The Hawkins sign describes subchondral lucency of the talar dome seen in AP view that occurs secondary to subchondral atrophy 6-8 weeks after a talar neck fracture .
This indicates that there is sufficient vascularity in the talus, and is therefore unlikely to develop avascular necrosis of the talar dome later .
Disruption of the blood supply to all or a portion of the talar dome results in absence of the Hawkins sign (seen as subchondral sclerosis), which usually indicates underlying avascular necrosis .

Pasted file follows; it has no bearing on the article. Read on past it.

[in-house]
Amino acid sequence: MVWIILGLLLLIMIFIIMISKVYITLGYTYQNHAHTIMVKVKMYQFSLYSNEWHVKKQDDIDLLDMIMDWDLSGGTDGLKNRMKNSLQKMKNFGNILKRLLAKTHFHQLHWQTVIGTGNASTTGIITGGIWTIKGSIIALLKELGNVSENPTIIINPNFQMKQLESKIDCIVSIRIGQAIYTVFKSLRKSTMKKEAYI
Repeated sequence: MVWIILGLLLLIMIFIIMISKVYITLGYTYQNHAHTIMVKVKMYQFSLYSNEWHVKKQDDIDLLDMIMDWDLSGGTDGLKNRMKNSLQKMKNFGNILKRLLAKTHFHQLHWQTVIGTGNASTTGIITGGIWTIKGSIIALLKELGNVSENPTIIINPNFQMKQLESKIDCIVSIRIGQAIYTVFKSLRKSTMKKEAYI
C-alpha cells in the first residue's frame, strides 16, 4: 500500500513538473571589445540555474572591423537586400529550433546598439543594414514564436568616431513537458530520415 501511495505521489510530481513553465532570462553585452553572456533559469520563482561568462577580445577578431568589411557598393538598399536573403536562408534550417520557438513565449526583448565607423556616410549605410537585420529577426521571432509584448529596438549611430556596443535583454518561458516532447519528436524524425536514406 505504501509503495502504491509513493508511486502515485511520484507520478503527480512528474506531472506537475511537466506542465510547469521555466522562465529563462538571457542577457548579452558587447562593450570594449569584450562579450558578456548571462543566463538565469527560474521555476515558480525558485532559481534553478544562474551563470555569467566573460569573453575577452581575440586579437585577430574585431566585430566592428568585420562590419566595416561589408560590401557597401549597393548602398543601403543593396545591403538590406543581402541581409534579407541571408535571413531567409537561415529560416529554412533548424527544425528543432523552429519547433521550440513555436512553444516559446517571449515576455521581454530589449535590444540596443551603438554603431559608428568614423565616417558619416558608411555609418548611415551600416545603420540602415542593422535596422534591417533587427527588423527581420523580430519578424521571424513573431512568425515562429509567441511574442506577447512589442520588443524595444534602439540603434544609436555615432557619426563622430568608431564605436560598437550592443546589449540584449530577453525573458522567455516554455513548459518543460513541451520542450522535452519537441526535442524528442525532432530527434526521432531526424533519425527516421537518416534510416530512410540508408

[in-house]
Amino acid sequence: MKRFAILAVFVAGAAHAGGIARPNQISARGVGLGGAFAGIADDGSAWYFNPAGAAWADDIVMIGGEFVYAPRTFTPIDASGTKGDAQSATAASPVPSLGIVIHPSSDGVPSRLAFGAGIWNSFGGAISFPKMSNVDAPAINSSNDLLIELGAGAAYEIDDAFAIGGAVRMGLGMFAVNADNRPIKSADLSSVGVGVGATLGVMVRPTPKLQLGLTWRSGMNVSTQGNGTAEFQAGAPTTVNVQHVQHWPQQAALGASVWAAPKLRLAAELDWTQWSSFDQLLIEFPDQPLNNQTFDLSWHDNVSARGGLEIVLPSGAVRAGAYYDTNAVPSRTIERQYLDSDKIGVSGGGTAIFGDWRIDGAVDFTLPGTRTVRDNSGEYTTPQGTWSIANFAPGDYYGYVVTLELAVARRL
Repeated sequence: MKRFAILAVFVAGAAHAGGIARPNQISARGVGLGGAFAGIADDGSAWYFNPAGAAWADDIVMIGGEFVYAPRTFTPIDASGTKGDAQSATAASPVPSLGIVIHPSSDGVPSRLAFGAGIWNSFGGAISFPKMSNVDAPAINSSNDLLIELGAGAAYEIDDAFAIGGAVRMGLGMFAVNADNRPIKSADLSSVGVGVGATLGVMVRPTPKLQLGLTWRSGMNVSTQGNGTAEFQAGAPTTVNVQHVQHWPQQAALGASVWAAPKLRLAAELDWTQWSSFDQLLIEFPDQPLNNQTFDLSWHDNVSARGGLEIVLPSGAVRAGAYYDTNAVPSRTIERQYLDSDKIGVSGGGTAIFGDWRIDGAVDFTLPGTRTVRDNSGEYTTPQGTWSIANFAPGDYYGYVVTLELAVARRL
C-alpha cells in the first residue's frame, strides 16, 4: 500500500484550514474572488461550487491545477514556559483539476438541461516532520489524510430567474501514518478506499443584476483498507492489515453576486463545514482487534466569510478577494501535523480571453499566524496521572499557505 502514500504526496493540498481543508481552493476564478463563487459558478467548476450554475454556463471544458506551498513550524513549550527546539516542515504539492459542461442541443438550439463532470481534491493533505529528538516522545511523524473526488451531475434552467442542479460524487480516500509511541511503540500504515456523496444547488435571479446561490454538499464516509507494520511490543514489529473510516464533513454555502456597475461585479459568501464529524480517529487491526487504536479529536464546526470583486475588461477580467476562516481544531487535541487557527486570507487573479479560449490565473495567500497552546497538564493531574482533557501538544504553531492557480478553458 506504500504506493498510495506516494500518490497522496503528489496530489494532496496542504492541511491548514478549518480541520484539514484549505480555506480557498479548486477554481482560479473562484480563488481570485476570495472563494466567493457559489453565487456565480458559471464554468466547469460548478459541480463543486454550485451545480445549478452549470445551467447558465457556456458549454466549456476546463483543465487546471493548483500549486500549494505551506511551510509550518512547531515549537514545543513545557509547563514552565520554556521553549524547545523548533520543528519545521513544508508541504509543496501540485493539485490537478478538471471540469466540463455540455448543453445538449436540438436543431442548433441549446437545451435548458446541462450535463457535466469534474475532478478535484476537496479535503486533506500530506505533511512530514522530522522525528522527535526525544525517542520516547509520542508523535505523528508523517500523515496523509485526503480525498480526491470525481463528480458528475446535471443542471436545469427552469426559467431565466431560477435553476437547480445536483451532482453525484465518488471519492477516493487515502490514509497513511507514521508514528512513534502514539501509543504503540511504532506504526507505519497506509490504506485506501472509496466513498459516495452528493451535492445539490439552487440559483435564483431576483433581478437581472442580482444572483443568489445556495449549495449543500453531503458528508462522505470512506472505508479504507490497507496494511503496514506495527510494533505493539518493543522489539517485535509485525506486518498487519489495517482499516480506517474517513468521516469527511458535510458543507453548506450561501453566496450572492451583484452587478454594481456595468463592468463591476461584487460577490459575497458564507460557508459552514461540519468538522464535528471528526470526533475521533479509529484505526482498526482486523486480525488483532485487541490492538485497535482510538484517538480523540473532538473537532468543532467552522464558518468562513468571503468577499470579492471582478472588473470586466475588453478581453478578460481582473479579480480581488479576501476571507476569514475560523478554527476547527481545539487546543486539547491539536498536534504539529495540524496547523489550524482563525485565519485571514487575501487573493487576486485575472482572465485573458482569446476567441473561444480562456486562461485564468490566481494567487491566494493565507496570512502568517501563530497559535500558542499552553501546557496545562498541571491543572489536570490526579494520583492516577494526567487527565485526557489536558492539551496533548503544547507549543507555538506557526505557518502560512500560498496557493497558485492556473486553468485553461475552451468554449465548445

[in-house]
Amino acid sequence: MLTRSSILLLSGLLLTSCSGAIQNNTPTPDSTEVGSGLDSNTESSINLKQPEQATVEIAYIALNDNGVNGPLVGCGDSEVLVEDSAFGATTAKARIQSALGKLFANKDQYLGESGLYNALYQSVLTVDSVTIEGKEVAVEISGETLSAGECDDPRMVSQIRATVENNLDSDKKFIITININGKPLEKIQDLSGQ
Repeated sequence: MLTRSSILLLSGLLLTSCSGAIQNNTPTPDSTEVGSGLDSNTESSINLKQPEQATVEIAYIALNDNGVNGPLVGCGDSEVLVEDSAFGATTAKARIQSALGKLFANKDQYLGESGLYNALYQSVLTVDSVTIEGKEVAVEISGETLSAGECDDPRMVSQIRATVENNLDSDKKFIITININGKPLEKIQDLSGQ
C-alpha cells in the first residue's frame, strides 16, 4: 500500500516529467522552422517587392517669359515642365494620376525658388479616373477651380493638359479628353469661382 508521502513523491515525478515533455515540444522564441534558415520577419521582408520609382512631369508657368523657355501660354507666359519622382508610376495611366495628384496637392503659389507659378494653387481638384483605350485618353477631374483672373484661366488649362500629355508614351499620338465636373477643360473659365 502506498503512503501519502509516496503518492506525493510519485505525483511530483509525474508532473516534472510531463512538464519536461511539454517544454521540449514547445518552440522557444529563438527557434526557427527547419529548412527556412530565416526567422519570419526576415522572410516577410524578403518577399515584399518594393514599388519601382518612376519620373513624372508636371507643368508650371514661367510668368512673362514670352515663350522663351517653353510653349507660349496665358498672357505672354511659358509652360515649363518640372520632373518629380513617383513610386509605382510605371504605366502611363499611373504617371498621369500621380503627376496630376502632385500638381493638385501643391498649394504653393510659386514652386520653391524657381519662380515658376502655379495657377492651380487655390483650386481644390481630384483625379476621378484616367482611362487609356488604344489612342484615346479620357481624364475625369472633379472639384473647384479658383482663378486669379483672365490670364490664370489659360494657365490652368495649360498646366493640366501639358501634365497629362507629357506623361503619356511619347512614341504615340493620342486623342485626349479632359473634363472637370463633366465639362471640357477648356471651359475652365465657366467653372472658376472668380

History and etymology
The sign is named after Leland G Hawkins (1933-1991) , an American orthopedic surgeon. He also established the Hawkins classification of talar neck fractures which helps in risk assessment of avascular necrosis of the talar dome.